The Functional Movement Screen

At Duke University, I am part of a student organization that practices giving free movement screens. We go into the Recreation Center monthly to give the students, faculty, and staff movement screens. We also work with NC State’s DI athletic teams and have screened numerous professional baseball teams. We use the Functional Movement Screen as our main screen. 

It screens 7 movement patterns to allow you to find limitations. The scoring is pretty simple (0=pain, 1=unable, 2= can do movement modified, 3= optimal movement).  Those who come to screen will get an email a few days later explaining their score and giving them 2-3 corrective exercises. We encourage them to come back the next month to see if they improve their score.

The FMS test takes about 10 minutes if you have an athlete who has never done the test before, and if you have someone who has completed the screen before, it can be even shorter. The FMS screen does have a certification course, but the founders encourage everyone to use their system regardless if you have taken the course or not. They have a book available on Amazon which is a great resource. The system is not hard, it just requires some practice. I can teach someone how to use the FMS in one afternoon!

The FMS is just one of the many movement screens that have been developed in the recent past to take a more proactive approach to injury prevention. Regardless of how teams are screened, they need to be screened! The earlier athletes are screened the better. We cannot let athletes get through high school while playing competitive sports without screening them.


Screening Is Not Just for Athletes

The same goes for CrossFit gyms. We need to do a better job of screening our members as they join our gyms. This is something that should be included in all of the Foundation and On-Ramp classes. We should be able to do a quick 10-minute screen to tell them what they need to spend some time on before and after their workout so they can avoid injury and continue to come to the gym and benefit from all the great things that our gyms have to offer.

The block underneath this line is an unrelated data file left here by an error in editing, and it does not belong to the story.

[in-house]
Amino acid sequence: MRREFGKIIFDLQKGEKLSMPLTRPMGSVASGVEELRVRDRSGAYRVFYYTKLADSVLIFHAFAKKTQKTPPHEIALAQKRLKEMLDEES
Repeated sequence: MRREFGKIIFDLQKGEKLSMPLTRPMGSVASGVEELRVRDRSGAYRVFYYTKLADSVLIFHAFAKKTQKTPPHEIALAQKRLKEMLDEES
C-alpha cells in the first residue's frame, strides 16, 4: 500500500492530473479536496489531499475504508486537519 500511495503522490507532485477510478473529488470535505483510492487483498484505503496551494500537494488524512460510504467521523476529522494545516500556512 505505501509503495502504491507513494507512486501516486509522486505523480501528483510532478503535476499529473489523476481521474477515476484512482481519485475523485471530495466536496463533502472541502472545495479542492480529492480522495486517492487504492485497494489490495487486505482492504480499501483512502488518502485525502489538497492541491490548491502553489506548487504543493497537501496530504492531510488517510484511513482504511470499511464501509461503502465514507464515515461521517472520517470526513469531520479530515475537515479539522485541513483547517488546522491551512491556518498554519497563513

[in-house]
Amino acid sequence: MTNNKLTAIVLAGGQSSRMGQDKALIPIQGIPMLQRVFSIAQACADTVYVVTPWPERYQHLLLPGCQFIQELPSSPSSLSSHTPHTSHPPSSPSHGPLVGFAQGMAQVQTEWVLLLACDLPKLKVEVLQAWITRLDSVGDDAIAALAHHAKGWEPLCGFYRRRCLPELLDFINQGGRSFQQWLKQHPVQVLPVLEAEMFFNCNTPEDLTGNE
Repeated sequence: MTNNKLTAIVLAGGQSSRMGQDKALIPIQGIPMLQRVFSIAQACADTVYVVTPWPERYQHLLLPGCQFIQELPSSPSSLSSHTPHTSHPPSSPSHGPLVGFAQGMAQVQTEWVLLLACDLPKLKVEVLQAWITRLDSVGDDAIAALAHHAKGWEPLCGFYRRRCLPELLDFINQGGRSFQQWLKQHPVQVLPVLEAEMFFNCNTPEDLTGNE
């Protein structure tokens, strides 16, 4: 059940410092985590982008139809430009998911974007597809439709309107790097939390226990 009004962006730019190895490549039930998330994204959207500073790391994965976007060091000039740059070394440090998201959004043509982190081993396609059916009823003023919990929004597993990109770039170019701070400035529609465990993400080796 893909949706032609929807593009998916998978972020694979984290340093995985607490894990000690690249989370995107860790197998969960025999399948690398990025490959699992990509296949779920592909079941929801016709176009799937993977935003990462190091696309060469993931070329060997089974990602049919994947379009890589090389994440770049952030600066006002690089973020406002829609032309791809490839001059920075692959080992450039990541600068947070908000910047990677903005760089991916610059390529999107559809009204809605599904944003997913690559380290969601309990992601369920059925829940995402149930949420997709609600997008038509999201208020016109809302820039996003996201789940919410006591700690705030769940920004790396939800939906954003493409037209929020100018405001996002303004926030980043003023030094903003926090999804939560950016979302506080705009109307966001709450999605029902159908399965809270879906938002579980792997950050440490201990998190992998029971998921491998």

I cannot tell you how many people have told me they are scared of CrossFit because they are worried about getting injured. If we can set up something in every gym that screened all new members, it would help break down the fear of injury barrier and it would help our members improve their movement quality. We all open or work at a gym to help others live a healthy life and have fun getting fit. It is our responsibility to make them better movers!

Matt Shiver

“Don’t Brace Before You Breathe” Part II by Coach Paluna Santamaria

Don’t forget to check out part I of this series.

In Part I, I discussed the importance of posture for efficient breathing. I asked you to be mindful of your breath and practice anatomical breathing. You may have noticed that mobility restrictions affect your breathing, you either can’t get into neutral spine or feel like you can’t breathe as deep as you want to. In other words, you have no access or control over the full potential of your muscles.

In this article, I will concentrate on exercises to help you increase movement in the thoracic spine. I suggest you try them in order and regardless of whether you think you need them or not. Trust me. You will feel amazing!

I prefer to put a timer for a minimum of 60 seconds when working on mobility rather than counting reps, but do what feels best for you!

Please check the images below for reference.


1. Side-lying arm circles

Allow your head to move by following the movement of the arm with your gaze.

Breathe into your belly.

If you find stalls in the movement take a few breaths and continue the circle.

Make sure you circle in both directions for a minimum of 60 seconds per direction before switching arms.

Side-Lying Arm Circles

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This one is a popular one. Concentrate on articulating the spine. It’s easy to over push into the ground with the hands to flex the thoracic spine but then completely overlook flexion through the lumbar spine.

Imagine you are trying to create space between in vertebra in the spine when moving in both directions.



3. T-spine/rhomboid twist

Movement in this exercise will feel very restrictive. Be patient. Make sure your hips don’t shift sideways and your spine remains neutral.

T-spine/rhomboid twist


4. Moving dolphin

I borrowed the original pose from yoga but I turned it into a lat/tricep insertion stretch by adding movement to it.